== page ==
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J Rehabil Med. 2008 Aug;40(8):681-3. doi: 10.2340/16501977-0227.

Memory self-efficacy and psychosocial factors in stroke.

Author information

1
Department of Rehabilitation Medicine, Erasmus Medical Centre, Rotterdam, The Netherlands. l.aben@erasmusmc.nl

Abstract

OBJECTIVE:

To explore whether Memory Self-efficacy is related to depression, neuroticism and coping in patients after stroke, as it is in healthy elderly subjects.

DESIGN:

A cross-sectional design. The relation between Memory Self-efficacy and psychosocial factors was analysed using a Mann-Whitney U test and non-parametric Spearman correlations.

PATIENTS:

Seventeen male and 6 female patients after stroke from an inpatient rehabilitation setting were included.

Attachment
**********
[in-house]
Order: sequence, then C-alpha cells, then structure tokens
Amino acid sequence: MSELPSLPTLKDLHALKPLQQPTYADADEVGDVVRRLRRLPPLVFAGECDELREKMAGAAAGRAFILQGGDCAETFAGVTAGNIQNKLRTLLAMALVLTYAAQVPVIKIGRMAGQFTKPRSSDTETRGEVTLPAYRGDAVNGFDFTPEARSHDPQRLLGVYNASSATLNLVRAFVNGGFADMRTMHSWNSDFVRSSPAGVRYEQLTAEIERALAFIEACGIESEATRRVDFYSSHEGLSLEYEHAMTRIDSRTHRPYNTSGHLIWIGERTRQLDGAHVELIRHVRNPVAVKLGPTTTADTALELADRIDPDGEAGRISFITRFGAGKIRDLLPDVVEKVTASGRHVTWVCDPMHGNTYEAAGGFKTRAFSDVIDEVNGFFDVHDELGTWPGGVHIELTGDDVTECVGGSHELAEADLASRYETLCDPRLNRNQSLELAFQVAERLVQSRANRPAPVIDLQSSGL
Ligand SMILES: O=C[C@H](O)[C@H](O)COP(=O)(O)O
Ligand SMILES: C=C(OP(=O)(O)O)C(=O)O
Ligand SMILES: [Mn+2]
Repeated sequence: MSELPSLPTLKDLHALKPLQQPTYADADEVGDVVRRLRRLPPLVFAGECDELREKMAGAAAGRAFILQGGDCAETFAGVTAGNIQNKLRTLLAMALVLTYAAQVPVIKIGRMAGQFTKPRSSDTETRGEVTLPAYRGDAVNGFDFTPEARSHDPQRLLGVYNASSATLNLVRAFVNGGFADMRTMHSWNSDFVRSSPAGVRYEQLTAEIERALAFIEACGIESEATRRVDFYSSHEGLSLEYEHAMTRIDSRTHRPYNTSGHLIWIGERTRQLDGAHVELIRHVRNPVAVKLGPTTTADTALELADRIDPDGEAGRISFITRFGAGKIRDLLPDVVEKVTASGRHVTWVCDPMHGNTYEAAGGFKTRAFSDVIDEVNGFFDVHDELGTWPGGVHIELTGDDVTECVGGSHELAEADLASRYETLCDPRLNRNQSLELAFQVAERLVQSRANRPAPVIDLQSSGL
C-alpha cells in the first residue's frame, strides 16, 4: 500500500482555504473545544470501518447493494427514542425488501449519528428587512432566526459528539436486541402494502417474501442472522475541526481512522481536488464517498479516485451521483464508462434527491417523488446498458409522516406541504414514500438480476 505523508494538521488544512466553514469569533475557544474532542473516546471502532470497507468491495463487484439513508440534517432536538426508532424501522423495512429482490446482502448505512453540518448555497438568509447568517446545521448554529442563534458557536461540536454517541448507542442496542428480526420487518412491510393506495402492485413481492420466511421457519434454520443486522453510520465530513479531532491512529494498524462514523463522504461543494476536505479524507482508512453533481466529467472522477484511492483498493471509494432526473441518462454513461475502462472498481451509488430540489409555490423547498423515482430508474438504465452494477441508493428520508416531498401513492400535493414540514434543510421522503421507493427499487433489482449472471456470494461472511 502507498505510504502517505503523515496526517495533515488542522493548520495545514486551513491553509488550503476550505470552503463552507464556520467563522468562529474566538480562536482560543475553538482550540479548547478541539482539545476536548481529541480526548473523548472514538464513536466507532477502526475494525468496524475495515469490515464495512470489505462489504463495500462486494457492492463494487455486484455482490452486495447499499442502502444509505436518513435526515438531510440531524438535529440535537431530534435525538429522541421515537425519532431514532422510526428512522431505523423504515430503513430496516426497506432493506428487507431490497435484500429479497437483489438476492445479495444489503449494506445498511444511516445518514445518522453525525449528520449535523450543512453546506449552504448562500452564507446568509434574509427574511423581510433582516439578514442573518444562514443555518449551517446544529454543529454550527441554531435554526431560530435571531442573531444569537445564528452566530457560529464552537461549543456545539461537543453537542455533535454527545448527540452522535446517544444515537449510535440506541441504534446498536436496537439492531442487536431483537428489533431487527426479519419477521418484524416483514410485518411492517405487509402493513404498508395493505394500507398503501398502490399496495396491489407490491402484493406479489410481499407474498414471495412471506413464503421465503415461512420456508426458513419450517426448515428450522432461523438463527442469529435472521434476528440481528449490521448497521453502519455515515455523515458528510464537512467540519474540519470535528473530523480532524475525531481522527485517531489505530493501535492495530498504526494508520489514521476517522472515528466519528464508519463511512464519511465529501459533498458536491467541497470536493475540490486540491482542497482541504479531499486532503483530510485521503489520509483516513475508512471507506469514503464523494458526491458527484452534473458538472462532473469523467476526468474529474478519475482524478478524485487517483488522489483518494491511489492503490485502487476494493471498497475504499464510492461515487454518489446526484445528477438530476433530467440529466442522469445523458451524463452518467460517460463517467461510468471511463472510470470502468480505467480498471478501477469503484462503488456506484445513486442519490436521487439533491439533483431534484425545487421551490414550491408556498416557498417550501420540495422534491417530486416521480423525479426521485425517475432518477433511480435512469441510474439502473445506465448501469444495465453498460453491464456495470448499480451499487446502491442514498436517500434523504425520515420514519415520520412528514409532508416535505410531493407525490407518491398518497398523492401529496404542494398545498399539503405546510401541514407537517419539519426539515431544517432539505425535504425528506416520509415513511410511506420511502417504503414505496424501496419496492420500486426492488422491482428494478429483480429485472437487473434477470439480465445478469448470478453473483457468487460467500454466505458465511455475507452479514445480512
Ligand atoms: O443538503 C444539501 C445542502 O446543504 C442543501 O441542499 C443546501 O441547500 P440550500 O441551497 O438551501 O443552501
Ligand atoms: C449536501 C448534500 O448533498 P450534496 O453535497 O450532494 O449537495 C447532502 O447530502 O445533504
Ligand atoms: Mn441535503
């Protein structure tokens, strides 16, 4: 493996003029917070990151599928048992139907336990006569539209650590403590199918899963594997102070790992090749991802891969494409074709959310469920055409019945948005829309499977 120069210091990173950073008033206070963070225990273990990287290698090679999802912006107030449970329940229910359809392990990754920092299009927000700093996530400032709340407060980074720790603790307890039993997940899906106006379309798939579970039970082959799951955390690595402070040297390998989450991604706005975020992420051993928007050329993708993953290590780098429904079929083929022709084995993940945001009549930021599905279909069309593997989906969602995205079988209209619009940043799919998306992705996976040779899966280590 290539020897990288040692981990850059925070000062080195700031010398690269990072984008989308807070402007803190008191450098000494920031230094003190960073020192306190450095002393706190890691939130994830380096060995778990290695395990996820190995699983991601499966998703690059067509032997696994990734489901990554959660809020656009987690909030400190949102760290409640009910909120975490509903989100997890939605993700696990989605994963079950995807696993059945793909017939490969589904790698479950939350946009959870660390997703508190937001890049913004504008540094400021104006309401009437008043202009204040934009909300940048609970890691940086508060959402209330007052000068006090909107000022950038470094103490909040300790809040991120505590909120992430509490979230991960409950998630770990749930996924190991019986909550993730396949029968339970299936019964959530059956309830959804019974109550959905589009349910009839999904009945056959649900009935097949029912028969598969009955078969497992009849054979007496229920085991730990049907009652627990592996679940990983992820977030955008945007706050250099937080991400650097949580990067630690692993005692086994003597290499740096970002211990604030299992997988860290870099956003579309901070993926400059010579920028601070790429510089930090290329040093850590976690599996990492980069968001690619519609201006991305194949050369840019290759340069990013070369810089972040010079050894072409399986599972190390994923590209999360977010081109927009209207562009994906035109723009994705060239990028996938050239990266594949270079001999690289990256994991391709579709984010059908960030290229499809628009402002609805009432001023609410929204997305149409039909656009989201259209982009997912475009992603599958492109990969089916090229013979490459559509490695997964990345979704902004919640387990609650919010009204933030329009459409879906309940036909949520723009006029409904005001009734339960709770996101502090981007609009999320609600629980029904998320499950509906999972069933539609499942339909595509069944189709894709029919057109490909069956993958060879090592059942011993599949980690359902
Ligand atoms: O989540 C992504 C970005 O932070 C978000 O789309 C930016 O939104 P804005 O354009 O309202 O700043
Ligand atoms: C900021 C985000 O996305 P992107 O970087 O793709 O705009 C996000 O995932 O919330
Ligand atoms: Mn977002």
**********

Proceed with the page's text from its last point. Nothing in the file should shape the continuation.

METHODS:

Memory Self-efficacy, depression, neuroticism and coping were assessed with validated questionnaires. Patients with severe aphasia, subarachnoidal haemorrhage or subdural haematomas were excluded.

RESULTS:

As in healthy elderly subjects, higher depression ratings are significantly related to lower Memory Self-efficacy ratings (Z = -2.13; p = 0.033). Lower Memory Self-efficacy seems related to higher neuroticism ratings and a more passive coping style score (Z = -1.54; p = 0.123; Z = -1.42; p = 0.155, respectively). The Spearman correlations confirm these finding (p < 0.10).

CONCLUSION:

This study replicated the relationships between Memory Self-efficacy and depression and neuroticism found in a healthy population, in an inpatient stroke population. Future research on Memory Self-efficacy in patients after stroke should focus on other potential determinants such as awareness and, ultimately, on the effectiveness and efficacy of interventions aimed at Memory Self-efficacy to improve participation and quality of life.

PMID:
19020704
DOI:
10.2340/16501977-0227
[Indexed for MEDLINE]
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